Archive - Dec 2011 - Page
The annual Very Merry Middlebury event on December 3 brought children and their parents to town to meet Santa at the Middlebury Community House, take a horse-drawn wagon ride with Pat and Cathy Palmer, and grab a cup of hot chocolate at the warming hut.
Check it out here!
MIDDLEBURY — Students in the Environmental Studies senior seminar at Middlebury College aren’t just completing graduation requirements, they’re doing research that will actually be used by government agencies, local officials, scientists and consultants.
The 11 seniors and the officials with whom they worked hope the work they did will improve the health of Lake Champlain and make local neighborhoods healthier places to live.
MIDDLEBURY — In a cafeteria hung with student drawings of kiwis, parsnips and apples at Mount Abraham Union High School, school administrators, cooks, parents and teachers last week gathered to imagine the future of the Bristol-area schools’ foodservice cooperative.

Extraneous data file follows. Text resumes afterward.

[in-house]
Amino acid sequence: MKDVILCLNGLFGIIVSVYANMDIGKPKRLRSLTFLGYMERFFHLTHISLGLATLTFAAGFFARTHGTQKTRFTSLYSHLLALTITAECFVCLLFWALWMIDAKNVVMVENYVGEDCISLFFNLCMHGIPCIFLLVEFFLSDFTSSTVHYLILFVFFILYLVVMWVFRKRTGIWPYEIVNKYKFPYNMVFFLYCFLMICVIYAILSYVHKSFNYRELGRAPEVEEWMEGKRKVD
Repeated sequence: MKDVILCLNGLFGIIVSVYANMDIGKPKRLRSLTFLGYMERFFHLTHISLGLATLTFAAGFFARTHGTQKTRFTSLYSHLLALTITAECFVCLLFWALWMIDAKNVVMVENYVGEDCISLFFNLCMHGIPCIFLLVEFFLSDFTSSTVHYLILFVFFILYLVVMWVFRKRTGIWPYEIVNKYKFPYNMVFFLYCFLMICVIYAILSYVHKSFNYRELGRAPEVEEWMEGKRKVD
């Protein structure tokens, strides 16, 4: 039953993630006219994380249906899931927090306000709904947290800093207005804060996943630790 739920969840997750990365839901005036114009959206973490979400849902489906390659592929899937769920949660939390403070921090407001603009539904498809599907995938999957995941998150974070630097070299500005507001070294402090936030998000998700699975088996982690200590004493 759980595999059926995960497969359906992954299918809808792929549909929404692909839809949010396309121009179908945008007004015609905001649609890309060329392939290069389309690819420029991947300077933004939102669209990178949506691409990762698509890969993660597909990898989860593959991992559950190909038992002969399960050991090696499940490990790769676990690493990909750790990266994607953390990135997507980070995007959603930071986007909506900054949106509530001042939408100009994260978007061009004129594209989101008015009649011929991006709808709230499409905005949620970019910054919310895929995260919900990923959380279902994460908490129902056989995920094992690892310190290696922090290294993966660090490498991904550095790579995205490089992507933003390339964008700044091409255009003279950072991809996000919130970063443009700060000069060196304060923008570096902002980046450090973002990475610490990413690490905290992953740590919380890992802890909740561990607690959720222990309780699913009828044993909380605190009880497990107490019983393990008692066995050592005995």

VERGENNES — “I’ve always had a secret love for weapons and armor,” said Michael McEnerney.
The 20-year-old apprentice armorer from Vergennes recently completed his first major project, a scale mail and chain mail vest that weighs over 40 pounds. The breast is an interlocking fabric of anodized aluminum scales, bright green and subtly cupped. As heavy as the piece is, it looks as delicate as feathers.
MIDDLEBURY — A consultant is sizing up repairs for a portion of the Ilsley Library roof in wake of concerns over moisture entering the stately stone building at 75 Main St. in Middlebury.
MIDDLEBURY — Clothing maker Geiger of Austria earlier this month cut five positions at its Middlebury facility at 38 Pond Lane, bringing its total workforce — which once numbered 70 — down to three.
“We had to downsize,” said Wolfgang Miska, executive vice president of Geiger. “With such a seasonal business, it was not feasible to continue with the staff we had here.”
MIDDLEBURY — Around 25 people came out on Wednesday, Dec. 7, to share their views about the prospect of a new, or improved, municipal building and gymnasium at the intersection of College and South Main streets.
Two recent proposals by Gov. Peter Shumlin conflict in surprising ways, and neither serve the state’s best interest.
Let me explain.